Click here to read about different regional versions of wearing a Sari, in India
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Two essential pieces of garments, that go alongwith the Sari, need to be chosen carefully to compliment the Sari. These are:
- A petticoat - which is a waist-to-floor garment, tied tightly at the waist by a drawstring. The petticoat color should match the base sari color as closely as possible. No part of the petticoat, of course, is visible outside the Sari, after having worn it.
- A blouse - which needs to be tight-fitting and whose color needs to be chosen keeping the look of the sari in mind, can be short sleeved or sleeveless, with a variety of necklines. The blouse ends just below the bust.
Other Indian Ways of Wearing a Sari
Different regions of India have their own distinct forms of draping a Sari. Some of these are outlined below:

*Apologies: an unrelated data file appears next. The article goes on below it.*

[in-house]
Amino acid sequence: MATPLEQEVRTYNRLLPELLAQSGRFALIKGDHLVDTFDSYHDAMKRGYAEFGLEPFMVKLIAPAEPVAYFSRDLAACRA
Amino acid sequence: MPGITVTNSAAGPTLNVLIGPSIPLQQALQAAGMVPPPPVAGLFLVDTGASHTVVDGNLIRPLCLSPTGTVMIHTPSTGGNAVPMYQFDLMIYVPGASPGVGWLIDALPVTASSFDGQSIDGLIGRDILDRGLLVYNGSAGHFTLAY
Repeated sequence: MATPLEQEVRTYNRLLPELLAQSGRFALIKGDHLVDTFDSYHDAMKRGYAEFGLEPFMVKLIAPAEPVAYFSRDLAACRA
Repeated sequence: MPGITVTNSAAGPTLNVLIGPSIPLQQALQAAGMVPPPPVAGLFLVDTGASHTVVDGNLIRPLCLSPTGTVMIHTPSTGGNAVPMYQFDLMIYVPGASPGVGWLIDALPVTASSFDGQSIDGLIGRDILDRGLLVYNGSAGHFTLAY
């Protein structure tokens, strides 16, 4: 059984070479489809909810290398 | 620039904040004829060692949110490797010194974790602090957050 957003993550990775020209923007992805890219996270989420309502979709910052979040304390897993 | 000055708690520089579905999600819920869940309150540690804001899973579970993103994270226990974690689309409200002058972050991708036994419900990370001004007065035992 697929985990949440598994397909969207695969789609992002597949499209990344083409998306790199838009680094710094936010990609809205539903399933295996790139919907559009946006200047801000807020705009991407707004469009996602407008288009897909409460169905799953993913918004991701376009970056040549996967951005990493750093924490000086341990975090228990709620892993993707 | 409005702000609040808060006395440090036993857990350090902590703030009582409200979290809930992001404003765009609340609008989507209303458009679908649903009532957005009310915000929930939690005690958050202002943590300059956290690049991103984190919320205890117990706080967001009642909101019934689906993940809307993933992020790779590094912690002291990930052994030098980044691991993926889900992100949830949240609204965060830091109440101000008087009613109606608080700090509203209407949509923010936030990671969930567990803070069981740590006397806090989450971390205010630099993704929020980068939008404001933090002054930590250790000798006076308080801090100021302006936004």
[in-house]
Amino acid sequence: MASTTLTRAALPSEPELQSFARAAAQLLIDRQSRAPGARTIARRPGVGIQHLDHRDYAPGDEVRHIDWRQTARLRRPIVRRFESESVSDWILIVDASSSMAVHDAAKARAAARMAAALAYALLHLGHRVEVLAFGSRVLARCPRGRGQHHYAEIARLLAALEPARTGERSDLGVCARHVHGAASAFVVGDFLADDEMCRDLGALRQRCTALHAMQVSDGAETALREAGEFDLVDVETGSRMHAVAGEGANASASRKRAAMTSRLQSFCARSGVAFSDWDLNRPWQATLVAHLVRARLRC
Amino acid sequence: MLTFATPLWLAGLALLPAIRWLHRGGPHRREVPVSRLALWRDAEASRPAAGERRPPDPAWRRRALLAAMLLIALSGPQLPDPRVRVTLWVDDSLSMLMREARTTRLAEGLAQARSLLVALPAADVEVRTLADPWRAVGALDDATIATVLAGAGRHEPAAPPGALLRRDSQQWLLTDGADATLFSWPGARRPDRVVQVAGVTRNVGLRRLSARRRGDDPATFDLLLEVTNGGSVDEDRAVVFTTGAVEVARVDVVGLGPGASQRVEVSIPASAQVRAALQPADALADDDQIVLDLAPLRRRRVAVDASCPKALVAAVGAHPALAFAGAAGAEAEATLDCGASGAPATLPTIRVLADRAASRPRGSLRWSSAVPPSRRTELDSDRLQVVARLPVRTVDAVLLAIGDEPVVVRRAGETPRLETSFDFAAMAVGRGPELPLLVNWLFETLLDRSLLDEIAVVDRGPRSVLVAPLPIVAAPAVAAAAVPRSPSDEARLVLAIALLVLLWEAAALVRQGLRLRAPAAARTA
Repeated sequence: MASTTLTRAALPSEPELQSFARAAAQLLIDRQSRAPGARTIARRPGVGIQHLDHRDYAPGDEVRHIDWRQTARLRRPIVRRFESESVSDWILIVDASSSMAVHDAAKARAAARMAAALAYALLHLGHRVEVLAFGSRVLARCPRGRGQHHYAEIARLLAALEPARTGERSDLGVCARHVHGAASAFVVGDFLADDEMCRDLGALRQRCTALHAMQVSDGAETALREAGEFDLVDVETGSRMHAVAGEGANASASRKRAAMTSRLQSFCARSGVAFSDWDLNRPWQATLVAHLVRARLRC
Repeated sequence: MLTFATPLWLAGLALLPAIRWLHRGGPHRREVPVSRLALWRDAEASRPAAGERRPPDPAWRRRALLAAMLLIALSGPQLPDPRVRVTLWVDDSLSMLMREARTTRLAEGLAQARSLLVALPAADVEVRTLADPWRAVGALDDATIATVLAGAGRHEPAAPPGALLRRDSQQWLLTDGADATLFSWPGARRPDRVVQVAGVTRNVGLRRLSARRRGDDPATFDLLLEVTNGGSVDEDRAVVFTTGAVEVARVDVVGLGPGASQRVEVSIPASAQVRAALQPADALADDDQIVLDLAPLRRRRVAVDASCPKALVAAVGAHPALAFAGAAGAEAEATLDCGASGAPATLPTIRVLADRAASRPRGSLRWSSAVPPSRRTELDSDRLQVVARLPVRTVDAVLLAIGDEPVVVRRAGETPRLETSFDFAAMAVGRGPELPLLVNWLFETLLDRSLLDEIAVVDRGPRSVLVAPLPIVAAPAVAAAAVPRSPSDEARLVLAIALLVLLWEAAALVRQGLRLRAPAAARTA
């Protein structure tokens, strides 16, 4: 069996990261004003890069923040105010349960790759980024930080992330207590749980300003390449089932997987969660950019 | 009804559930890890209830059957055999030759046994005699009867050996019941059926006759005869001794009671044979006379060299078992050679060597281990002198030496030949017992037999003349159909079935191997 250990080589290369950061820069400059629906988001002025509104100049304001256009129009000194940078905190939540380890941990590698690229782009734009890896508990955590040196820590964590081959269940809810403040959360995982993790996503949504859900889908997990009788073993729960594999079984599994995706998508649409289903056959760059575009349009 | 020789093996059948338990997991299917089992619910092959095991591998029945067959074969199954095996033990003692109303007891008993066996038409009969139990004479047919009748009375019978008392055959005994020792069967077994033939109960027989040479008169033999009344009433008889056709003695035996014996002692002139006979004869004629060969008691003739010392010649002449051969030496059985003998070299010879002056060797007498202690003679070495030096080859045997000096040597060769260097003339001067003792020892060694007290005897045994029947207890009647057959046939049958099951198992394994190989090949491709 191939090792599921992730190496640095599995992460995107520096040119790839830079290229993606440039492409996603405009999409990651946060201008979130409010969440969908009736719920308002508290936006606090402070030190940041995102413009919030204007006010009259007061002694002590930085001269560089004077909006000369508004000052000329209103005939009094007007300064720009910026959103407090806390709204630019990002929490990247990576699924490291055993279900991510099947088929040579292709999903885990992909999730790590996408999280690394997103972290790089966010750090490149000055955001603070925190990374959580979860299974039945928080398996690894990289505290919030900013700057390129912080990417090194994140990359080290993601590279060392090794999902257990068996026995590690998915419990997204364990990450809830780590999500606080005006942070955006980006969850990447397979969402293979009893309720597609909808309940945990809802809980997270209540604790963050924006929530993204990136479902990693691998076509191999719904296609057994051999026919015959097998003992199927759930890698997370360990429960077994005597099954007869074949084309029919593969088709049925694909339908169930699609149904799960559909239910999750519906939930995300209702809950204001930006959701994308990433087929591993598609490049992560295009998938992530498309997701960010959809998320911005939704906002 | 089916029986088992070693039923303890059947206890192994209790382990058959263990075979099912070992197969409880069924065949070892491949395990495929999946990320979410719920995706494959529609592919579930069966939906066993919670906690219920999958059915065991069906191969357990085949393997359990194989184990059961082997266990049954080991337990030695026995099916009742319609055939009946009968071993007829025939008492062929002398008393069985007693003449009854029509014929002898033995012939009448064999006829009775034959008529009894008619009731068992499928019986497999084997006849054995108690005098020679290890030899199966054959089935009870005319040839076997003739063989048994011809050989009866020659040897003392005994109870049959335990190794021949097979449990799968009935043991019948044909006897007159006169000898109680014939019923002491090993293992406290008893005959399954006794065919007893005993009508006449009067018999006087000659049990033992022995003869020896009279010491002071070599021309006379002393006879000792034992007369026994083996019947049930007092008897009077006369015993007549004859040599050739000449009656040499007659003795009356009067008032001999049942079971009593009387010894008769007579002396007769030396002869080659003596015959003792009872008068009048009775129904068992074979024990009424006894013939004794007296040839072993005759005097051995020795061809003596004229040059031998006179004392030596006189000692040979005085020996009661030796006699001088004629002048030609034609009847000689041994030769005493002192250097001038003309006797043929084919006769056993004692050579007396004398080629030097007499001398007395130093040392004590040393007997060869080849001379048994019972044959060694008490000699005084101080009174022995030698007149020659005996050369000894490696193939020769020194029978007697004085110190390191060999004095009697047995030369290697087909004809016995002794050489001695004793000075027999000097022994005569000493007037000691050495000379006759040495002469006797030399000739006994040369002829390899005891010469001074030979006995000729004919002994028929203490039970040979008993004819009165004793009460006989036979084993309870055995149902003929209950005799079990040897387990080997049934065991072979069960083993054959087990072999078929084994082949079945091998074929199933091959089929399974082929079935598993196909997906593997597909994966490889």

- Gujarati version: This version of draping, ccommonly known as the seedha pallu way, is also found in parts of Uttar Pradesh, Madhya Pradesh, Rajasthan and Bihar. Instead of opening to the left, the pleats are tucked so that they open to the right. Then, the pallu is taken to the back and brought over the right shoulder. It is then spread across the chest, and the left edge is tucked in the petticoat at the back.
- Maharashtra version: Instead of the usual five-and-a-half meters, the sari in this version measures eight meters. One portion of the sari is drawn up between the legs and tucked in behind at the waist, while another portion is draped as a pallu over the bosom. Thus it forms a kind of divided sari, allowing greater freedom of movement.
- Tamilian way: Like the Maharashtra version, the sare in this version, too, measures eight meters. After wrapping around the waist, the pleats are positioned along the left leg. The rest of the sari is taken over the left shoulder, wrapped once again round the waist and tucked on the left side.
- Bengali version: The sari is worn pleatless; it is wrapped around the waist, brought back to the right side and the pallu is thrown over the left shoulder. The pallu is then brought up under the right arm and once again cast over the left shoulder.